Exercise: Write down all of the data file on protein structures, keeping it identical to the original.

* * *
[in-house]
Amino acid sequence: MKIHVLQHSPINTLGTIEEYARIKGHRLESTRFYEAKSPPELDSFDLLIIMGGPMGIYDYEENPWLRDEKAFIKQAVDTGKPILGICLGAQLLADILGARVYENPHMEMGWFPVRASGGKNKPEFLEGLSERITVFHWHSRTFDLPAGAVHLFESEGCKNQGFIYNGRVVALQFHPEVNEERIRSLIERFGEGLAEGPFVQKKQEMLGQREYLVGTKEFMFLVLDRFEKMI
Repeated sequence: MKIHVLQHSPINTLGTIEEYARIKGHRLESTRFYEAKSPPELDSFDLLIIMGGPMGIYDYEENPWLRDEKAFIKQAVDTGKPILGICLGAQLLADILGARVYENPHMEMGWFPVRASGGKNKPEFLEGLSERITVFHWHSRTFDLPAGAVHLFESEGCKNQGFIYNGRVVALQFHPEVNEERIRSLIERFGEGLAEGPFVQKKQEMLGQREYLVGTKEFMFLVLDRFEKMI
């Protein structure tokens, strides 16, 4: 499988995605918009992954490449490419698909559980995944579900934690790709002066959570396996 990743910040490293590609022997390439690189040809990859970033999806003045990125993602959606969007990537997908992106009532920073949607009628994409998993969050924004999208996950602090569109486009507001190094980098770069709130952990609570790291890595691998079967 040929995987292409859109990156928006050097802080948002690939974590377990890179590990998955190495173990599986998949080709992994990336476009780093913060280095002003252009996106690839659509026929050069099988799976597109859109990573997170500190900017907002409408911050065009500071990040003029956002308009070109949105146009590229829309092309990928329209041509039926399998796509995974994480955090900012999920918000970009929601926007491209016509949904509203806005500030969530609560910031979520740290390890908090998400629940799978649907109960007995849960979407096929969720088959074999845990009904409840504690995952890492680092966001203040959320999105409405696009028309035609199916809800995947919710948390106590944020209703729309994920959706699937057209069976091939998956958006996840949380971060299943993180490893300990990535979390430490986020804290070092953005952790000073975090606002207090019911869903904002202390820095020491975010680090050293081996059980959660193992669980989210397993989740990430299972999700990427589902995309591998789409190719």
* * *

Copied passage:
[in-house]
Amino acid sequence: MKIHVLQHSPINTLGTIEEYARIKGHRLESTRFYEAKSPPELDSFDLLIIMGGPMGIYDYEENPWLRDEKAFIKQAVDTGKPILGICLGAQLLADILGARVYENPHMEMGWFPVRASGGKNKPEFLEGLSERITVFHWHSRTFDLPAGAVHLFESEGCKNQGFIYNGRVVALQFHPEVNEERIRSLIERFGEGLAEGPFVQKKQEMLGQREYLVGTKEFMFLVLDRFEKMI
Repeated sequence: MKIHVLQHSPINTLGTIEEYARIKGHRLESTRFYEAKSPPELDSFDLLIIMGGPMGIYDYEENPWLRDEKAFIKQAVDTGKPILGICLGAQLLADILGARVYENPHMEMGWFPVRASGGKNKPEFLEGLSERITVFHWHSRTFDLPAGAVHLFESEGCKNQGFIYNGRVVALQFHPEVNEERIRSLIERFGEGLAEGPFVQKKQEMLGQREYLVGTKEFMFLVLDRFEKMI
């Protein structure tokens, strides 16, 4: 499988995605918009992954490449490419698909559980995944579900934690790709002066959570396996 990743910040490293590609022997390439690189040809990859970033999806003045990125993602959606969007990537997908992106009532920073949607009628994409998993969050924004999208996950602090569109486009507001190094980098770069709130952990609570790291890595691998079967 040929995987292409859109990156928006050097802080948002690939974590377990890179590990998955190495173990599986998949080709992994990336476009780093913060280095002003252009996106690839659509026929050069099988799976597109859109990573997170500190900017907002409408911050065009500071990040003029956002308009070109949105146009590229829309092309990928329209041509039926399998796509995974994480955090900012999920918000970009929601926007491209016509949904509203806005500030969530609560910031979520740290390890908090998400629940799978649907109960007995849960979407096929969720088959074999845990009904409840504690995952890492680092966001203040959320999105409405696009028309035609199916809800995947919710948390106590944020209703729309994920959706699937057209069976091939998956958006996840949380971060299943993180490893300990990535979390430490986020804290070092953005952790000073975090606002207090019911869903904002202390820095020491975010680090050293081996059980959660193992669980989210397993989740990430299972999700990427589902995309591998789409190719």